Friday, 13 December 2019
More than a hundred parking spaces will be scrapped from a long avenue cutting through the south of Brussels, set to undergo renovations to improve its “dilapidated” state.
Works will be carried out on a portion of the Chaussée d’Alsemberg in order to balance out the different transport usages on the avenue, which sees heavy traffic from vehicles, trams, cyclists and pedestrians.
The renovations will focus on the roughly 1.5 kilometres stretch that runs between the Globe and Coghen tramway stations of line 51, both of which will also be renovated.
As well as improving the safety of different road users, the improvements will also focus on increasing the pull of the commercial area in the avenue, currently in an advanced “dilapidated” state, with “many shortcomings,” according to Brussels Mobility.
A central objective of the renovations is to make the busy avenue, which cuts through the wealthy Brussels municipality of Uccle, safer for pedestrians by reducing the crossing distance between sidewalks.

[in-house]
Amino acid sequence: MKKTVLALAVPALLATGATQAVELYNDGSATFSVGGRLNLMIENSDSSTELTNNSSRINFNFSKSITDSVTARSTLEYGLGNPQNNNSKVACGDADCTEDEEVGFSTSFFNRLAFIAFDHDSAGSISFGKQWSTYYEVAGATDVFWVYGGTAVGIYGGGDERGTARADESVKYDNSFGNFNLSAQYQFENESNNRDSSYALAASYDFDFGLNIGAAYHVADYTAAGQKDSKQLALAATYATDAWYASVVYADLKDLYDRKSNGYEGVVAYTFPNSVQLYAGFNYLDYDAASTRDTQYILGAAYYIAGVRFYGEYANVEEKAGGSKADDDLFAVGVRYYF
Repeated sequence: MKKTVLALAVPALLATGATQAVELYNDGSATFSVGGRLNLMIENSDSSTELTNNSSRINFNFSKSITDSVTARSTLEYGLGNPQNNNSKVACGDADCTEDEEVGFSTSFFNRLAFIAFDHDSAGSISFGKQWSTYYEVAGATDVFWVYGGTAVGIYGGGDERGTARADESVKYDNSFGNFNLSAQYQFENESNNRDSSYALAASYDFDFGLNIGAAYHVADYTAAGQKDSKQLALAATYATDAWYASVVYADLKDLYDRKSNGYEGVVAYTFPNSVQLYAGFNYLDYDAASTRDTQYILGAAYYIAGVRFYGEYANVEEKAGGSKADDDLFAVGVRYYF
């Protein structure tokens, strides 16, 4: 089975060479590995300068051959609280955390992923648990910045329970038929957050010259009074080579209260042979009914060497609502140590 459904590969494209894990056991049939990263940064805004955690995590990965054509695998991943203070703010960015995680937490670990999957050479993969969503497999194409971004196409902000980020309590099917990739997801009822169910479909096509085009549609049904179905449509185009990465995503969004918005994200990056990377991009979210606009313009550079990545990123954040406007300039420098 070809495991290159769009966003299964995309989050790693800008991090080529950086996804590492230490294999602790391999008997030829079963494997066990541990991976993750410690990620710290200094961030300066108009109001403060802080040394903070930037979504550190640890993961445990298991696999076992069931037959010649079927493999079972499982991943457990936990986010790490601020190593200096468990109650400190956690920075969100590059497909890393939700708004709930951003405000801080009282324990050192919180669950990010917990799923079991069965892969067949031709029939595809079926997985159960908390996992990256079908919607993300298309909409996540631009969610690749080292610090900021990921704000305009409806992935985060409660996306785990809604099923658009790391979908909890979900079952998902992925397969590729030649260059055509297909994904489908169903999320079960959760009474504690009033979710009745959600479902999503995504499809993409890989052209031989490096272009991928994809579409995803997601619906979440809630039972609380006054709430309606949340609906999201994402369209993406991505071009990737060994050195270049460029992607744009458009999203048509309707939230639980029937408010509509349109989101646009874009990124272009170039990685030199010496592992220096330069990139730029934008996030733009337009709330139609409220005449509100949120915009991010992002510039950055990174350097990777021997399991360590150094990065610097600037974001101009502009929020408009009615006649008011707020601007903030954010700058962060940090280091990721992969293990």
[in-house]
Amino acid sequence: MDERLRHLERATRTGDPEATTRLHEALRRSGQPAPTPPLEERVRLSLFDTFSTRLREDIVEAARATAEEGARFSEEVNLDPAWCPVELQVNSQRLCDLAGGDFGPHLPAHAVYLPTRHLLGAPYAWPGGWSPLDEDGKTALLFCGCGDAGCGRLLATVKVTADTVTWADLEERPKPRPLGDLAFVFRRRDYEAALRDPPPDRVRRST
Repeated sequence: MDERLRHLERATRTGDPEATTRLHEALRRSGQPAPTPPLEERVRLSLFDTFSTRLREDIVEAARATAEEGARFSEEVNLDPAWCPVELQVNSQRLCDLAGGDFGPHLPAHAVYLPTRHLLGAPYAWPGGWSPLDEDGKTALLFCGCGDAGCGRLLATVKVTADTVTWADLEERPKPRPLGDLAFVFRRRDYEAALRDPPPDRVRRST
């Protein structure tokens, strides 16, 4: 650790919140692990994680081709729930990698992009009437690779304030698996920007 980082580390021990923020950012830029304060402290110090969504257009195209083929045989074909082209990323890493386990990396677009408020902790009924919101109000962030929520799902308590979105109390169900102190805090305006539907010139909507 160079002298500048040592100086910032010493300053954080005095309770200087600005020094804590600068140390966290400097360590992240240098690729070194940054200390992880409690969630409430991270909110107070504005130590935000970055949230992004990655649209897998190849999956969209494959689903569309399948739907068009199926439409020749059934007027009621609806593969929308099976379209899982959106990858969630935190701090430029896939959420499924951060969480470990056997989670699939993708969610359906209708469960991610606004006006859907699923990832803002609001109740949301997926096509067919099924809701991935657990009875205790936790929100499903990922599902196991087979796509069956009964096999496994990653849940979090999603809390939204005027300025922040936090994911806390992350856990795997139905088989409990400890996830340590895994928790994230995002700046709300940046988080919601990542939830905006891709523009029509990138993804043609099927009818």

But outfitting the slim avenue with wider sidewalks will mean that room will have to be taken elsewhere, with the plans foreseeing that 157 parking spaces will be scrapped, according to Bruzz.
Cyclists will also have to continue biking in the traffic, as the plans for a cycling lane separated from traffic are only included in the plans on the steepest portion of the avenue, according to Brussels Mobility’s website.
A round of public consultations on the works ended in October, and a date for the start of the renovations, which are expected to disrupt tram line 51, is yet to be announced.
The Brussels Times